The stability of the government deteriorated; seven governments were established and fell in a period of 24 months. The monarchist parties continued to fragment, while the Republican Party continued to gain ground. The legislative elections on 28 August 1910 had elected 14 new representatives (resulting in an assembly that was divided: 9% Republican, 58% Government and 33% Opposition) which helped the revolutionary cause, but which made little importance since the Setúbal Congress (on 24–25 April 1909) had determined that the Republicans would take power by force. The murder of a prominent republican precipitated the coup d'état that had been so long in coming.
Between 4 and 5 October 1910, the Republican Revolution erupted in the streets of Lisbon. What started as a military coup commenced by soldiers, was joined by some civilians and municipal guards attacking the loyal garrisons and the royal palace, while the guns from the cruiser NRP Adamastor added to the cannonade. The Palace of Necessidades (then official residence of the young King) was bombarded, forcing Manuel to move to the Mafra National Palace, where he rendezvoused with his mother, Queen Amélia, and his grandmother, the Queen Mother Maria Pia of Savoy. There was little apparent popular reaction to these events: pictures from the square in front of the City Hall in Lisbon, where the declaration of the Republic occurred, did not show an overwhelming multitude, and even some in the military were fearful that their actions would not be successful. One republican commander, Admiral Cândido dos Reis, even committed suicide when he believed that the events had not succeeded.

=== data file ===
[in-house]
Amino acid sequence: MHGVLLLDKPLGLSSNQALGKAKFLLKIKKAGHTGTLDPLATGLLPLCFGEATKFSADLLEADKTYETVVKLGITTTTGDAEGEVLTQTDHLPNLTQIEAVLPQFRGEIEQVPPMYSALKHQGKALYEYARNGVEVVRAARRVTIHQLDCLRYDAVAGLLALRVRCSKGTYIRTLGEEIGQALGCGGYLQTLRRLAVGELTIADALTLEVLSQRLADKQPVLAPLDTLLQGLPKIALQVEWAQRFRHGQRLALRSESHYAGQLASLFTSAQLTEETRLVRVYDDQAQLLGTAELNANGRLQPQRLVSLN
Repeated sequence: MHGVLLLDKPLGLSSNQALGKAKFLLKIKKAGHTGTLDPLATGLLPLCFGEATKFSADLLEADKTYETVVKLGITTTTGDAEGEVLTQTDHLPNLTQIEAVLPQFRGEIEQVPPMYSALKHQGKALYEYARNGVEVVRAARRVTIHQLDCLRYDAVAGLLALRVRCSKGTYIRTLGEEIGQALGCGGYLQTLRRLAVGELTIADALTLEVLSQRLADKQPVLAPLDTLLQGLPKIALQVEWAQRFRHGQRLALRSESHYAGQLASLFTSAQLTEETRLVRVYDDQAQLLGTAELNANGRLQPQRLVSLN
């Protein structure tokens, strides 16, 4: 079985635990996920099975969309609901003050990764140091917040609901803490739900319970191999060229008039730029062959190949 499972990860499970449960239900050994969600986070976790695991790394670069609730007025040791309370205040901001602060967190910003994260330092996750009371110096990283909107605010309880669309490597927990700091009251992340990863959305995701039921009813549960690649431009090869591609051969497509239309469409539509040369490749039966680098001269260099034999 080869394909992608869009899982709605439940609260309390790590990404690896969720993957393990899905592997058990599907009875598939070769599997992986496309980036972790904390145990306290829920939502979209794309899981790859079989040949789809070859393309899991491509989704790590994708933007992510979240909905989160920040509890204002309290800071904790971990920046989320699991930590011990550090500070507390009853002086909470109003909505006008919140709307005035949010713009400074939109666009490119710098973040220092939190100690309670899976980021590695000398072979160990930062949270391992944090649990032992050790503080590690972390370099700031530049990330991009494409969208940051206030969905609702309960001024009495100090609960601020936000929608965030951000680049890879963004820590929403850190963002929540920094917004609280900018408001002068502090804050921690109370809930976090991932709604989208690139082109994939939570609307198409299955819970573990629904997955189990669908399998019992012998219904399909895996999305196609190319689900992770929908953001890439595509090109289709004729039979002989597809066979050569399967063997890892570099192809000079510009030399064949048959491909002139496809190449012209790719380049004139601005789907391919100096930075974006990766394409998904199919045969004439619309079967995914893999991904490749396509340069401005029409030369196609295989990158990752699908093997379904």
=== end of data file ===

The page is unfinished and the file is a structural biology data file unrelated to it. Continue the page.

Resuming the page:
One day later, once it was clear that the Republicans had taken the country, Manuel decided to embark from Ericeira on the royal yacht Amélia IV for Porto, with armed Republicans arriving as the ship departed. It is unclear whether his advisers motivated Manuel to change his intentions or whether he was forced to change his destination en route, but the Royal Family disembarked in Gibraltar shortly later, after they received notice that Porto had fallen to the Republicans. The coup d'état was complete, and the Royal Family departed for exile, arriving in the United Kingdom, where he was received by the King.
During a visit to Paris in July 1909, the King met Gaby Deslys, an actress and dancer, and immediately began a relationship that would last until the end of Manuel II's reign. It was thought that after this first meeting the King sent Deslys a pearl necklace worth $70,000: more gifts soon followed, including a diamond necklace with black and white pearl drops set in a platinum band. Their relationship was anything but discreet (she would arrive before night at the Palácio das Necessidades and would pass through Portugal unnoticed); abroad, meanwhile, they were on the front pages of newspapers in Europe and North America, especially after he was deposed. In public interviews, usually on trips, Gaby Deslys never negated the obvious, but always refused to comment on her relationship with the King. After his exile, they would continue to meet, especially while she had stage engagements in London. When Gaby moved to New York, in the summer of 1911, their relationship broke off.